Writing Bass Lines in Odd Time Signatures

Q: I have been playing bass for a while now and have recently started a jazz-fusion project where we are creating original material. At our last rehearsal, I was handed a lead sheet for a song written in 5/4. The member then explained that the song wasn’t in two three or three two, but in four one. How do you go about writing a line for that style of counting, along with other odd time signatures?

A: Start with this chart of a very simple bass line with a few variations. There are ways in which to shine light on the rhythm division of the line but they all add up to the same thing. There really isn’t much of a difference between a line that ‘feels’ more like 3+2, 2+3 or 4+1. It is really just a matter of how you break up the rhythm of the line.

Even if the foundation of the rhythm is, generally speaking, 2+3, there is no reason why you can’t play any number of variations on the line throughout the song. It really comes down to how the line fits and sounds against everything else that is happening around the bass line. It all adds up to 5 but each line will feel slightly different and will put emphasis on one subdivision or another (any given upbeat or downbeat).

I generally use something in the song as my reference point for how I will build my line and where I will put the rhythmic emphasis. This could be a part of the melody, a comping pattern or the drum groove. As long as your line relates to something happening in the song, it’ll likely work well and it’ll also be easier to internalize and feel.

There is also something to be said for contrast, especially when playing odd meters. To my ears, the thing that bugs me about many grooves I hear in compound meters is that everybody in the band is pounding on the 1 of each bar as well as pounding out “mother rhythm” of how the band is feeling the groove (i.e.: 2+3, and everybody is playing a half note and 3 quarter notes). Granted, it can be hard to stray from a line if you are having trouble internalizing it, and you may need to slowly evolve away from hammering at whatever rhythm you are using until you can play freely and expressively.

Think about some grooves you play in 4/4. Yes, you are anchoring the groove and looping the meat of it but you should also be playing with expression and embellishment as you feel is necessary. When you hear something, you play it and you probably aren’t over emphasizing the one of every bar, for example. The same should hold true when playing in ‘odd meters’. Remember to try and make your lines comfortable and musical.

One way in which I like to do this is to think in two bar phrases, which often leads me to play a downbeat every two bars instead of every 5 beats. In the PDF, notice the last two variations of the line. I tried to give a simple example in 3+2 and 2+3.

I’ve also included a PDF from my book, The Improvisor’s Path from the section on odd time signatures. This page takes a quick look at the bass line for my tune, “Bestowal” (from the album Within Sight). [Editor’s note: check out our review of The Improvisor’s Path..]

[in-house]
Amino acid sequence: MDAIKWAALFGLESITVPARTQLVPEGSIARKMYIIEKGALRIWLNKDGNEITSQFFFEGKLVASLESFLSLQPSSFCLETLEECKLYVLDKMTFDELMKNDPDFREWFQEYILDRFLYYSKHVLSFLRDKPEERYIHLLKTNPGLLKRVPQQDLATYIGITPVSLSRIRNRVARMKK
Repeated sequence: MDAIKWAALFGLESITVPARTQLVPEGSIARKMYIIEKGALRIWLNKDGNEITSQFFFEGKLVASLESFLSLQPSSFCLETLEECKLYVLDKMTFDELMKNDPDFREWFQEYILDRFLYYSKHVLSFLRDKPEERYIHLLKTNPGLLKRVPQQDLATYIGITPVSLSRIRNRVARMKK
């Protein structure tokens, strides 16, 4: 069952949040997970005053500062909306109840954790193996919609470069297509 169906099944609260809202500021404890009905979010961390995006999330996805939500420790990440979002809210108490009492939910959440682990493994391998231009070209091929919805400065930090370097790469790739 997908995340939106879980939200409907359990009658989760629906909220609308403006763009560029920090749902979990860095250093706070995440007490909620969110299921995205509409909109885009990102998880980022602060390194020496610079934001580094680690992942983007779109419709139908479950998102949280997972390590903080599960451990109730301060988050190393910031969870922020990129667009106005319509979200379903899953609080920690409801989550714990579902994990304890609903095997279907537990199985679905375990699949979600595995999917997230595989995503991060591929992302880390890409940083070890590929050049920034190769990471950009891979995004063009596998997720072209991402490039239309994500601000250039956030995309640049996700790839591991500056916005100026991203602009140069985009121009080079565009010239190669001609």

Here is a video to follow along with that tune:

When we speak of feeling any given rhythm in a certain way it is really just to make it easier on us to play or to guide those playing it. How you will wind up feeling it is entirely up to you and coming up with a bass lines that works or doesn’t has more to do with your ability to listen, react and play comfortably and naturally in whatever time signature you are in. This ability as more to do with familiarity than anything. I would suggest that you explore some music that employs other time signatures. You will not only hear how someone else has done it but you will also develop your comfort level and ability to hear the rhythms more naturally.

I never like the term “odd time signature” because they really aren’t that odd, especially if you listen to non-western music. It only feels odd if we are unfamiliar with it and the more you listen, the less “odd” it will feel.

You might also want to explore getting a metronome that can emphasize compound rhythms (x+x) so that you can practice along to a click that can do 3+2, 2+3, 3+4, 4+3, etc…

I especially love Dr. Betotte for the iPhone or Metronomics for the Mac, iPhone and iPad. There are a lot of metronome options and there are also hardware versions that do the same thing (like a Dr. Beat).

The more you listen and study, the easier it is to play. The main thing to keep in mind when coming up with a good bass line is to not get over obsessed with the time signature and just internalize the music until you can feel it naturally. Then, you will be able to play naturally and the less you are thinking, the more you are listening. That’s the way to go, I’d say.

Have a question for Damian Erskine? Send it to [email protected]. Check out Damian’s instructional books, Right Hand Drive and The Improviser’s Path.

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  1. 4 bars of 5 beats/5 bars of 4 beats = 20 beats. Another way to look at it.

  2. that bass guy

    I would shoot for sounding natural and keeping your musical expression as the goal in any piece, and not worry so much about sounding “cool” just because you’re playing something in 5/4, 7/8, etc. Listen to these two cuts of a Miles Davis classic. The first is in the original meter:https://www.youtube.com/watch?v=JIfdYs8WErM , the second example I’ll let you figure out: https://www.youtube.com/watch?v=zH9_nfuxHeU. The important thing is that they’re both musical and not noteworthy just because they’re in a particular meter.